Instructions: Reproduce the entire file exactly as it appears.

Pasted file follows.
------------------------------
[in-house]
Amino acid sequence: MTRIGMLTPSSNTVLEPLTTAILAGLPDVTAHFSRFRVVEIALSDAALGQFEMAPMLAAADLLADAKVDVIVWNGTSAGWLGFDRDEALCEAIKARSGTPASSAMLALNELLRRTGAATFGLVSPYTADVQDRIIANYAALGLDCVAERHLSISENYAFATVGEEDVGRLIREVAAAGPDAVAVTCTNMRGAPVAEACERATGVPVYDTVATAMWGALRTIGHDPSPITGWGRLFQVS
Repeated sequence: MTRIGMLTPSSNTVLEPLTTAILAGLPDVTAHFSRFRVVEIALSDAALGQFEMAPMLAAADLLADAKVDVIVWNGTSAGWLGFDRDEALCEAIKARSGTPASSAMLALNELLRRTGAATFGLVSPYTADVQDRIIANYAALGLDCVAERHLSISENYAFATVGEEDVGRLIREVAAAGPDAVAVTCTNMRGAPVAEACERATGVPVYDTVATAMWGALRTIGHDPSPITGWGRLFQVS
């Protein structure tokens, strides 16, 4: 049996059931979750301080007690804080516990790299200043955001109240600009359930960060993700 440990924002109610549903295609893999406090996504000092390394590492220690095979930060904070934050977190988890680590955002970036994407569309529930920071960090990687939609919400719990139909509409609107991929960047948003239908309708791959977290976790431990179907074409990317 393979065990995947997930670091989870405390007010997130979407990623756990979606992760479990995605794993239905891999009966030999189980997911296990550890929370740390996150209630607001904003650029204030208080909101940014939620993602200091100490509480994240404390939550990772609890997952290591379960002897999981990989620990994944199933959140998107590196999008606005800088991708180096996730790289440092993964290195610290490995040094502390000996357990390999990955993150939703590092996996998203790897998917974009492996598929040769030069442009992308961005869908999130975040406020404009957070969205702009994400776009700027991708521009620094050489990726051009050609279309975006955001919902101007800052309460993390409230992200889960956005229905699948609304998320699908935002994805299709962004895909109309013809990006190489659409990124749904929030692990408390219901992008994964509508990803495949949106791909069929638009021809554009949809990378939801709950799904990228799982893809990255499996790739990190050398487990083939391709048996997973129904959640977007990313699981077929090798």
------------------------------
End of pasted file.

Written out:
[in-house]
Amino acid sequence: MTRIGMLTPSSNTVLEPLTTAILAGLPDVTAHFSRFRVVEIALSDAALGQFEMAPMLAAADLLADAKVDVIVWNGTSAGWLGFDRDEALCEAIKARSGTPASSAMLALNELLRRTGAATFGLVSPYTADVQDRIIANYAALGLDCVAERHLSISENYAFATVGEEDVGRLIREVAAAGPDAVAVTCTNMRGAPVAEACERATGVPVYDTVATAMWGALRTIGHDPSPITGWGRLFQVS
Repeated sequence: MTRIGMLTPSSNTVLEPLTTAILAGLPDVTAHFSRFRVVEIALSDAALGQFEMAPMLAAADLLADAKVDVIVWNGTSAGWLGFDRDEALCEAIKARSGTPASSAMLALNELLRRTGAATFGLVSPYTADVQDRIIANYAALGLDCVAERHLSISENYAFATVGEEDVGRLIREVAAAGPDAVAVTCTNMRGAPVAEACERATGVPVYDTVATAMWGALRTIGHDPSPITGWGRLFQVS
């Protein structure tokens, strides 16, 4: 049996059931979750301080007690804080516990790299200043955001109240600009359930960060993700 440990924002109610549903295609893999406090996504000092390394590492220690095979930060904070934050977190988890680590955002970036994407569309529930920071960090990687939609919400719990139909509409609107991929960047948003239908309708791959977290976790431990179907074409990317 393979065990995947997930670091989870405390007010997130979407990623756990979606992760479990995605794993239905891999009966030999189980997911296990550890929370740390996150209630607001904003650029204030208080909101940014939620993602200091100490509480994240404390939550990772609890997952290591379960002897999981990989620990994944199933959140998107590196999008606005800088991708180096996730790289440092993964290195610290490995040094502390000996357990390999990955993150939703590092996996998203790897998917974009492996598929040769030069442009992308961005869908999130975040406020404009957070969205702009994400776009700027991708521009620094050489990726051009050609279309975006955001919902101007800052309460993390409230992200889960956005229905699948609304998320699908935002994805299709962004895909109309013809990006190489659409990124749904929030692990408390219901992008994964509508990803495949949106791909069929638009021809554009949809990378939801709950799904990228799982893809990255499996790739990190050398487990083939391709048996997973129904959640977007990313699981077929090798």